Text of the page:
The AP feature is something I ordered and have test driven. It adds to the included radar, optical and ultrasonic sensors software that helps drive the car. First is Traffic-aware Cruise Control (TACC) that can maintain a safe following distance behind another car. It makes it easy to navigate stop-and-go traffic. This feature is available in other high-end cars. The second part to cruise control is Autosteer. This feature can detect lane markings (if the road is well marked) and steer the car down the middle of the lane. The third feature is Auto Lane Change. You check for safety, activate the turn signal, and the car changes lanes for you. Next is Auto Park. It will parallel or perpendicular park the car automatically. What I like is that it will back into the space. Finally there is Summon, akin to Auto Park, that will open your garage door, park itself in the garage and then close the door. Then it can be summoned to open the garage door, pull out and close the door. This operation has a maximum travel distance of 39 feet. All of these AP features require human monitoring in case something goes wrong, and it can. Future versions of Autopilot reportedly will allow the car to take an off ramp and enter another highway under navigation. Someday, the car may actually drive itself, probably not my car, but another Tesla model.
The Tesla Model S is a big car, and like the Prius it is a hatchback. The 60/40 rear seats fold down in both cars. The Tesla cargo is just a lot bigger, plus it has a 5 cu. ft. front trunk (frunk) to boot (pun intended). In the passenger cabin, the Prius shines with not one, but two glove boxes, center dashboard compartment, sunglass storage, center console, two cup holders, and two door pockets. The Tesla only has one glove box, two cup holders, seat map pouch on some trim options, and a center console. Where am I going to put my extra large straws for those yummy Sonic shakes? [Update: There is a space under the large 17” screen Tesla owners call the “cubby” that is analogous to the Prius center console compartment, except that has no door. I’ll need to get the car to assess how much space will be available in the center console.]
The test drive
I went to Charlotte, North Carolina, to a showroom where I test drove a Model S. Due to protectionist legislation in North Carolina and many other states, they are not allowed to actually sell me a car there, but I can look and touch. (Actually, I drove one Model S with coil suspension and my wife drove another with Smart Air Suspension. The SAS was smoother.)
In acceleration, every model Tesla leaves the Prius behind. The slowest Tesla (mine) goes 0-60 mph in 5.5 seconds, compared to 9.4 for a Prius. Both cars are quick off the start due to an electric motor, but the Tesla keeps strongly accelerating throughout its speed range. Some Tesla models go 0-60 in just 2.5 seconds, which is so fast that I have a hard time imagining it. A time of 5.5 seconds isn’t hard to imagine—my old Ford Taurus wagon ran about that fast.
Frankly, I was not overwhelmed by the test drive. There were just too many things in the way of enjoying the drive: unfamiliar vehicle, adjusting mirrors (seat, steering wheel), traffic and trust issues with the Autopilot. I did get the impression that the car accelerates rapidly and that it was quiet (except for road noise). The car is also rather low and difficult to get into on the first try, I think probably due to where the previous driver had the steering wheel and seat positioned.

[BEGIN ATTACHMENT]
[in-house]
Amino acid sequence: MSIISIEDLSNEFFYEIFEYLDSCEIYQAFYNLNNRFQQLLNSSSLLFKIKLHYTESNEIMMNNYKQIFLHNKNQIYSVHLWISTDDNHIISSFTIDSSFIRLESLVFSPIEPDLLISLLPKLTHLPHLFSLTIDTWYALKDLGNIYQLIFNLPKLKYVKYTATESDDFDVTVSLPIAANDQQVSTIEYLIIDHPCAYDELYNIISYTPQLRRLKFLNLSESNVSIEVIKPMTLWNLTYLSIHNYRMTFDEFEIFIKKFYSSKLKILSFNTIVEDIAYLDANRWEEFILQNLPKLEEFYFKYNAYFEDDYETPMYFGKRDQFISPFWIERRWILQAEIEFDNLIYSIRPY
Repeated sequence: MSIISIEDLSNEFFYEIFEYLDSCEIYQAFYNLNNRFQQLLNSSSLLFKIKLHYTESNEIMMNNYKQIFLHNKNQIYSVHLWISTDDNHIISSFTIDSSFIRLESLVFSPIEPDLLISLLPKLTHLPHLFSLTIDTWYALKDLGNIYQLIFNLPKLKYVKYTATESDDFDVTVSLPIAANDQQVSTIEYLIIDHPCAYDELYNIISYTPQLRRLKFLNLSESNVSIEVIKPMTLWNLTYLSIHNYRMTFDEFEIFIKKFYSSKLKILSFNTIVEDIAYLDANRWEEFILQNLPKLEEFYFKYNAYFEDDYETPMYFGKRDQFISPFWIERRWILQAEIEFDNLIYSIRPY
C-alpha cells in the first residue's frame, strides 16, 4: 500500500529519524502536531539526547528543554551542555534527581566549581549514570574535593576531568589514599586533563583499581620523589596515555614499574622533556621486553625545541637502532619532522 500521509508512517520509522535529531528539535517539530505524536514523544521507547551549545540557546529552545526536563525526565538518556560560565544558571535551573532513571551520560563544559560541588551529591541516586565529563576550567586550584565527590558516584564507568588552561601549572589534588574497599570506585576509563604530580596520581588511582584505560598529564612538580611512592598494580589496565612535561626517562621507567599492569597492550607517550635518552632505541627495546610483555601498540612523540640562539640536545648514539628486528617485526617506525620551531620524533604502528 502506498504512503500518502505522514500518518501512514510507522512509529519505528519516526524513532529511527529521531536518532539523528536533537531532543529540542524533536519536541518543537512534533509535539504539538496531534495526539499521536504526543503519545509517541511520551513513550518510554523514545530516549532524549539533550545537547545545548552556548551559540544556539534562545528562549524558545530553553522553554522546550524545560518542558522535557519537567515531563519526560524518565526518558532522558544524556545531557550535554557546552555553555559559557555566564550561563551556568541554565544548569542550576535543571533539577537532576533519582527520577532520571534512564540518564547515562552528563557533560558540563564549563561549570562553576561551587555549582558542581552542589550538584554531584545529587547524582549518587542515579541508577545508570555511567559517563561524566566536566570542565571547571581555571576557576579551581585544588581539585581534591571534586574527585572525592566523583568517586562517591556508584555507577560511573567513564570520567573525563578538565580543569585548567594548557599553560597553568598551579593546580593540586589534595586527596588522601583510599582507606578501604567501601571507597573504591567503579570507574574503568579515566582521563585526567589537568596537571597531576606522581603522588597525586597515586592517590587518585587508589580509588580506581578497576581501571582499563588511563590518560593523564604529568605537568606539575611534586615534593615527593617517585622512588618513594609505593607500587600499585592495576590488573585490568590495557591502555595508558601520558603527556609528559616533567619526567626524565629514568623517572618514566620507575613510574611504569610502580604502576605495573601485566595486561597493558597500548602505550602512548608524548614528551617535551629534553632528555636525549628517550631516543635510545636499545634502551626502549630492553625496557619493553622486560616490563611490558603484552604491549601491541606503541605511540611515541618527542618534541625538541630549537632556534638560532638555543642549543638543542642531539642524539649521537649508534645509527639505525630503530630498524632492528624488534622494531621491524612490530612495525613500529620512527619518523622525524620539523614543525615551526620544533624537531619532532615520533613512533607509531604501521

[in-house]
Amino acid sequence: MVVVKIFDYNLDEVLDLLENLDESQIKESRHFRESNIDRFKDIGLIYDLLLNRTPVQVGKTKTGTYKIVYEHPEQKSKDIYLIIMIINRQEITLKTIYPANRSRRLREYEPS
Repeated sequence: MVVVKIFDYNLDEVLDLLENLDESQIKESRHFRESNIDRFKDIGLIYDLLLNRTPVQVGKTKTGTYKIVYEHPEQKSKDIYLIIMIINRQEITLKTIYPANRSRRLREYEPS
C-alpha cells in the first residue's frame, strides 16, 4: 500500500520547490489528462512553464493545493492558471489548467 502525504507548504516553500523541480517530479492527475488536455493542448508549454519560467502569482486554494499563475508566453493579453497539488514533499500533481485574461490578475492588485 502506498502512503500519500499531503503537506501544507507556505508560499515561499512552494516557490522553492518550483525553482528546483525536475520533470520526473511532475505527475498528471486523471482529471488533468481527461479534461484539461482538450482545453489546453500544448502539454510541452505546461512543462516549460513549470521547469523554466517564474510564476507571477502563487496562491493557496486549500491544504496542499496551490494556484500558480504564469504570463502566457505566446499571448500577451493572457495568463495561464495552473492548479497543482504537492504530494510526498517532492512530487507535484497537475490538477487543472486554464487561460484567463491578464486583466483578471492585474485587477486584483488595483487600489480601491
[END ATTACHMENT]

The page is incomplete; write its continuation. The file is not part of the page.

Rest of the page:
One of the things that one notices immediately upon driving a Tesla is the strong regenerative braking. All you have to do is let off the accelerator pedal and the car slows abruptly. A Prius has mild regenerative braking when you let off the pedal and will coast a good while. The Tesla has a setting for mild regenerative braking that mimics a traditional car. The Prius imitates a pure internal combustion engine car by inching forward (under battery power) with no foot on the pedals. The Tesla lets you turn creep off. Tesla owners say that strong regeneration combined with no creep lets you drive with one pedal. What they don’t mention is that when you actually want to stop the car and have the brake hold it firmly, you still need to use the brake pedal.
The Prius is a front-wheel-drive car, and my Tesla is a rear-wheel-drive car (there is an all-wheel-drive option that I didn’t order). I can’t even be sure what my last RWD car was (the Taurus was FWD and the Ford Escort and Dodge Lancer before it). So that’s a significant change. The Tesla is a very heavy car. Mine (the lightest current model) weighs 4407 lbs., about 1,000 lbs. heavier than my old Ford Taurus wagon and 612 lbs. more than the Prius. The low center of gravity (battery at the bottom) makes it handle better than other cars with that much weight.
I had no complaints about the test drive, and it cemented my decision to buy a Model S.
I mentioned that the car is finished but in transit. The wait for a Model S varies. I ordered mine on August 6 and paid a $2,500 deposit. There is a one-week period in which you can change the order, or cancel it. On August 13, the order was confirmed and I started to wait. Production started August 29 and it was finished August 31. It was roughly two and a half weeks from first order to finished production. The wait isn’t over because Tesla is projecting that it will take it longer to ship from the factory in Fremont, California, to the showroom in Charlotte, North Carolina, than it took to order and manufacture it: somewhere September 24 – October 8.
While many Tesla purchasers ride an emotional roller coaster wondering if they made the right choice, I have not. My only indecision was about my selection of options, in particular getting all wheel drive–I didn’t. (If I had it to do over, I don’t know what I’d do.)
Also in the mean time I took the Prius in for an overdue maintenance visit. I ended up spending $880, which included a new set of tires. At 142,000 it’s in very good shape and the battery is just fine. I feel more confortable driving the Prius now that it has had a thorough safety inspection.